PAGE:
When despair for the world grows in me,
I experience grief
in one or more of its stages
such grief leads me to the end of my ego’s efforts
I come into the presence of still water
or rushing streams
or babbling brooks
or breaking waves
or trees whose limbs stretch forth in prayer
or mountains pointing to the heavens
or friends willing to listen and commune
I come into the remembrance of Emmanuel
And in such communions as these
my despair is uprooted,
seeds of peace are planted,
and hope blooms.
Thank you, Kelley, for the challenge and wisdom, for helping me to re-member what it is that we — that I — by grace, may trust in mind, spirit and body: Emmanuel.
BITS AND BOBS
Last week, Wild and Precious, the audio documentary about poet Mary Oliver to which I contributed my thoughts and voice, made its way into the world from the absolutely lovely folks at Pushkin Audio.
My bit, which involves the spiritual import of her work and a healthy dose of our shared love for owls, appears in Section II: Wild Attention, beginning at the 32:00-minute mark (just before wonderful Rainn Wilson hops in to talk about the importance of Oliver’s work to his spiritual journey as a Baha’i.)
My take (perhaps unsurprisingly to any of you): “I think she was a mystic.”
You can buy the audio documentary on Pushkin’s site HERE or anywhere you find audiobooks and podcasts.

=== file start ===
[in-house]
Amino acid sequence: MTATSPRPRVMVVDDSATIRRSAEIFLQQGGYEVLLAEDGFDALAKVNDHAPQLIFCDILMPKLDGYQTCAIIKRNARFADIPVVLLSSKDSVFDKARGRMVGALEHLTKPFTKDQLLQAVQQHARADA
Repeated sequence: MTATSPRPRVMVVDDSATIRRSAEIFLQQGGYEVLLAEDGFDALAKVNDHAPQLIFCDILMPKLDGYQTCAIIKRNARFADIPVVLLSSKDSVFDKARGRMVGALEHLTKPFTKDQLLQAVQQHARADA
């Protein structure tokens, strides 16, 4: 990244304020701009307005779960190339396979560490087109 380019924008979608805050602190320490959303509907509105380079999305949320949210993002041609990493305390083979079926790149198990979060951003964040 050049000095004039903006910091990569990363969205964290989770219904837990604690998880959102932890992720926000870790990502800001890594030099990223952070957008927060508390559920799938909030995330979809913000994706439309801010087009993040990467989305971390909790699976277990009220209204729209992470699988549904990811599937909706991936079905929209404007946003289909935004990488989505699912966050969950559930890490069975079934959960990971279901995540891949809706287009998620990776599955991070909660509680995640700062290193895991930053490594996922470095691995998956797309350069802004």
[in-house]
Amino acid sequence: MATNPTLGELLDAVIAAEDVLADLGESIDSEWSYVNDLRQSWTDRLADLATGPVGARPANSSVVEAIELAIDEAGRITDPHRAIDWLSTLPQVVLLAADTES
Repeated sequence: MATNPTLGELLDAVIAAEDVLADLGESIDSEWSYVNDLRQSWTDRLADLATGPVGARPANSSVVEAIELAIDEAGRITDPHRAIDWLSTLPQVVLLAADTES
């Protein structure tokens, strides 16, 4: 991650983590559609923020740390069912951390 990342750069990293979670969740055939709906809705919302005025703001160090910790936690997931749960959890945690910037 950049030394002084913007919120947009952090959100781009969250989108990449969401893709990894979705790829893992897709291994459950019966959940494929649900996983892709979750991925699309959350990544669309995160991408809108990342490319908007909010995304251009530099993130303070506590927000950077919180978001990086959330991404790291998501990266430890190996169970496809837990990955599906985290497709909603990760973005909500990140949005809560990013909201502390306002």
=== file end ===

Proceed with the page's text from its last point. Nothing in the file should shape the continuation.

On Monday, the “Transitions”-themed spring 2023 issue of Oneing: An Alternative Orthodoxy, a literary journal published by The Center for Action and Contemplation, dropped, to which I delightedly contributed the commissioned essay “Standing in a Threshold.”
It tells the story, in large part, of my decision to apply to and become a student at The Living School, all of which unfolded as my mother was dying and the world was on fire. I’m really happy with it and hope you might seek it out. It is not available online, but you can buy a copy of the issue — which includes pieces by Father Richard Rohr, Brian McLaren, Sophronia Scott, Sheryl Fullerton, Cameron Trimble, Episcopal Bishop Eugene Taylor Sutton, and the poet David Whyte (I audibly gasped and fangrrl squealed when I saw his name in the table of contents not far from my own), among others — as a hard copy that will be posted to you or as a digital download.
May we remember (and re-member) to try to be as brave and as kind as possible.
And beloveds, please do not forget, that you haven’t met yet everyone you will love, and you haven’t met yet everyone who will love you.
Much love from me,